UPSTREAM NUTRITION EDUCATION
In my 35 years as a nutrition educator, I am often too busy doing the proverbial, “pulling drowning people out of the river to go upstream and stop people from getting in.”
Yet, I had an opportunity to do upstream nutrition education with a fifth-grade class. It started during a pre-intervention survey about vegetables. A student asked, “can I write you a message?”
The message was “Kids my age DO NOT [sic] eat vegetables.” In another lesson aimed at teaching why to drinking less soda and other sweetened beverages a student blurted out, “soda and fruit drinks are what we have, and that is what we drink.” I stopped the planned activities and asked the students to share. They told me how soda, fruit drinks, chips, and candy were everywhere in their world while vegetables were mostly absent. I listened and thought about social inequities and the real challenges to find healthy food in their neighborhood. A few weeks of these conversations and the students talked to the manager of the store close to the school to put fruit closer to register instead of chips and candy bars. They also became excited about the salad bar at school lunch after we went to talk to the school lunch staff who played up the salad bar.
Yet, we know, even with the most well-designed nutrition education, vegetable consumption is particularly hard to change, A meta-analysis found school-based nutrition education interventions increased vegetables by only 0.07 portions.1
GOING FURTHERWITH THE NEW DGAS
Despite 4 decades of Dietary Guidelines for Americans (DGAs), half of the adults in the United States have preventable, chronic diseases, many of which are related to diet and physical activity practices.2 We also know unhealthy diets increase the severity of COVID-19.3
The last 3 Dietary Guidelines Advisory Committee (DGAC) Reports discussed the importance of using a social ecological approach to address social determinants of health.4−6 We have started to do this by making meals offered through the National School Lunch and Breakfast Programs and meals offered through the Older American’s Act meet the DGAs.2 Now it is time to take the next step. Let’s make the materials and programming created to accompany the 9th edition of the DGAs truly take on—and eliminate—the inequities in the availability of health-promoting foods across different communities. Communities with Black, indigenous, and people of color have had inequitable access to health-promoting foods for generations. We have the opportunity to change this.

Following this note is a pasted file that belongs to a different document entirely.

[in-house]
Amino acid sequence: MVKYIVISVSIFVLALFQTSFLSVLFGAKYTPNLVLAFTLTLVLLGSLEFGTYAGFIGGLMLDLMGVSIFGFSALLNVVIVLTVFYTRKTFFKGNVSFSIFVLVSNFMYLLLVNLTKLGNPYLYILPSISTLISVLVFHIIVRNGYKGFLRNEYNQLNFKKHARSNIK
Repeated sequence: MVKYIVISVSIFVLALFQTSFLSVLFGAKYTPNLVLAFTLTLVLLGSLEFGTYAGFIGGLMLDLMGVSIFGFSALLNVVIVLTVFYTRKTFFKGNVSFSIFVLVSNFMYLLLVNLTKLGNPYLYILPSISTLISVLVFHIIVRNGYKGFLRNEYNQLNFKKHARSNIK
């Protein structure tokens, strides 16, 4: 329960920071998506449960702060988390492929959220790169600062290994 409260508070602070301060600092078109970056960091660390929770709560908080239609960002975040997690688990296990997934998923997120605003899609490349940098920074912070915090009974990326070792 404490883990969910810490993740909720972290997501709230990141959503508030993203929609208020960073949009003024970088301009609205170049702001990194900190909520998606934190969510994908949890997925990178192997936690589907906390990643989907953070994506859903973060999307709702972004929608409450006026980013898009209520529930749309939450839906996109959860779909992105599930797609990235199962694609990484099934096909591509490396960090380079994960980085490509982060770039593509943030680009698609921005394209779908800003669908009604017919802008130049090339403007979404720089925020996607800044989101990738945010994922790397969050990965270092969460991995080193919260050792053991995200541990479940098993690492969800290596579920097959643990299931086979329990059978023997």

We can take advantage of the Center for Policy and Promotion’s (CNPP) new infrastructure within the US Department of Agriculture (USDA) Food and Nutrition service. This provides increased opportunities for CNPP to work with federal nutrition assistance programs, especially SNAP- Ed, for innovative policies, system change, and environmental supports. Let’s make this the time that we do upstream nutrition education so that in 5 years, when the next DGAC report is released, it can report on more equitable access to healthy foods, big improvements on Healthy Eating Index7 scores, and lower rates of diet-related, preventable chronic diseases.
This editorial was originally published in the November 2020 issue (Vol. 52, Issue 11) of the Journal of Nutrition Education and Behavior.
- Evans CEL, Christian MS, Cleghorn CL, Greenwood DC, Cade Systematic review and meta-analysis of school-based interventions to improve daily fruit and vegetable intake in children aged 5 to 12 y. Am J Clin Nutr. 2012;96:889–901.
- US Department of Health and Human Services and US Department of Agricul- 2015−2020 Dietary Guidelines for Americans. 8th ed. http://health.gov/di- etaryguidelines/2015/guidelines/. Accessed September 21, 2020.
- Butler MJ, Barrientos The impact of nutrition on COVID-19 susceptibility and long-term consequences. Brain Be- hav Immun. 2020;87:53–54.
- Dietary Guidelines Advisory Commit- Report of the Dietary Guidelines Advisory Committee on the Dietary Guidelines for Americans. Washington, DC: US Department of Agriculture, Agricultural Research Service; 2010.
- Dietary Guidelines Advisory Commit- Scientific Report of the 2015 Dietary Guidelines Advisory Committee: Advisory Report to the Secretary of Health and Human Services and the Secretary of Agriculture. Washington, DC: US Department of Agriculture, Agricultural Research Service; 2015.
- Dietary Guidelines Advisory Committee. Scientific Report of the 2020 Dietary Guidelines Advisory Committee: Advisory Report to the Secretary of Agriculture and the Secretary of Health and Human Services. Washington, DC: US Department of Agriculture, Agricultural Research Service; 2020.
- Krebs-Smith S, Pannucci T, Subar A, Kirkpatrick S, Lerman J, Tooze Update of the Healthy Eating Index: HEI-2015. J Acad Nutr Diet. 2018;118: 1591–1602.